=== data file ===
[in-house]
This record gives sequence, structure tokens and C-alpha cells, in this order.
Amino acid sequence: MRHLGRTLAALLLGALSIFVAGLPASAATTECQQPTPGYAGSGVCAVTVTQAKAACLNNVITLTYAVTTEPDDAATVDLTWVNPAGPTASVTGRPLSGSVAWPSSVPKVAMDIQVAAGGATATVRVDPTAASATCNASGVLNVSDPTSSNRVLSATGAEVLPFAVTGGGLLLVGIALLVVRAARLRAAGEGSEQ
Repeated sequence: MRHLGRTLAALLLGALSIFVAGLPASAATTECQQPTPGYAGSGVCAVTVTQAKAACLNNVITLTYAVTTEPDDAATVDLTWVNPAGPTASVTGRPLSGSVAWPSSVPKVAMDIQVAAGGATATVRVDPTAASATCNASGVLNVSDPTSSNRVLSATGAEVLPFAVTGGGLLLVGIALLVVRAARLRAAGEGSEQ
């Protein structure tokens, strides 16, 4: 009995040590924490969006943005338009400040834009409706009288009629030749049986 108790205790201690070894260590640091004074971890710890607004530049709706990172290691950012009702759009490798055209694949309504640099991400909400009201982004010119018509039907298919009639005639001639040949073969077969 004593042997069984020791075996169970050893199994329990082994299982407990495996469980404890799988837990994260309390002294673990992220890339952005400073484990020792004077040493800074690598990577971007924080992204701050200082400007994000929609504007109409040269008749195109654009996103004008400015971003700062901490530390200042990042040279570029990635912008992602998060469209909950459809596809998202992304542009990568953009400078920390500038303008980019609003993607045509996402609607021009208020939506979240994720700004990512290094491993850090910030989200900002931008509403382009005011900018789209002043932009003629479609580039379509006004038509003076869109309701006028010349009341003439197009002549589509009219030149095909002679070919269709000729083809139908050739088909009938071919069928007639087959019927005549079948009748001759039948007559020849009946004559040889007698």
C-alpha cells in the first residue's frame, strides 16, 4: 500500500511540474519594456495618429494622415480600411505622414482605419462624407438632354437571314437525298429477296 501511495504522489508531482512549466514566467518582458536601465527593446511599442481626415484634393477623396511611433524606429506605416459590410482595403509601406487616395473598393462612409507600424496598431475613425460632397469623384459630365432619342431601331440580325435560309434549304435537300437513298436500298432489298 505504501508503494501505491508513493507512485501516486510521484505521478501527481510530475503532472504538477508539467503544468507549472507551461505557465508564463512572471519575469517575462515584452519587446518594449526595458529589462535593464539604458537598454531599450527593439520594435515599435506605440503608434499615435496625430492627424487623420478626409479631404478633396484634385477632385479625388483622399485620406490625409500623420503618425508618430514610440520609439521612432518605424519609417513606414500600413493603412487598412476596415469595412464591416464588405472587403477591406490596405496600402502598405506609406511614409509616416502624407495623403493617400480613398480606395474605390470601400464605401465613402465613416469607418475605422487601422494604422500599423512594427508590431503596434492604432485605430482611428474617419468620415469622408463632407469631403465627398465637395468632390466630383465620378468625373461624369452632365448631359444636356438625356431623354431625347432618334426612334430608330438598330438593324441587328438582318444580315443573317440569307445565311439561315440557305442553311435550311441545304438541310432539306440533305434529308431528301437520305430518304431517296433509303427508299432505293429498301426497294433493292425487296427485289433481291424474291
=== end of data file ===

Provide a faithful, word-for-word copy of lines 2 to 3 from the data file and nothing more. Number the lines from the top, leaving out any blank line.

This record gives sequence, structure tokens and C-alpha cells, in this order.
Amino acid sequence: MRHLGRTLAALLLGALSIFVAGLPASAATTECQQPTPGYAGSGVCAVTVTQAKAACLNNVITLTYAVTTEPDDAATVDLTWVNPAGPTASVTGRPLSGSVAWPSSVPKVAMDIQVAAGGATATVRVDPTAASATCNASGVLNVSDPTSSNRVLSATGAEVLPFAVTGGGLLLVGIALLVVRAARLRAAGEGSEQ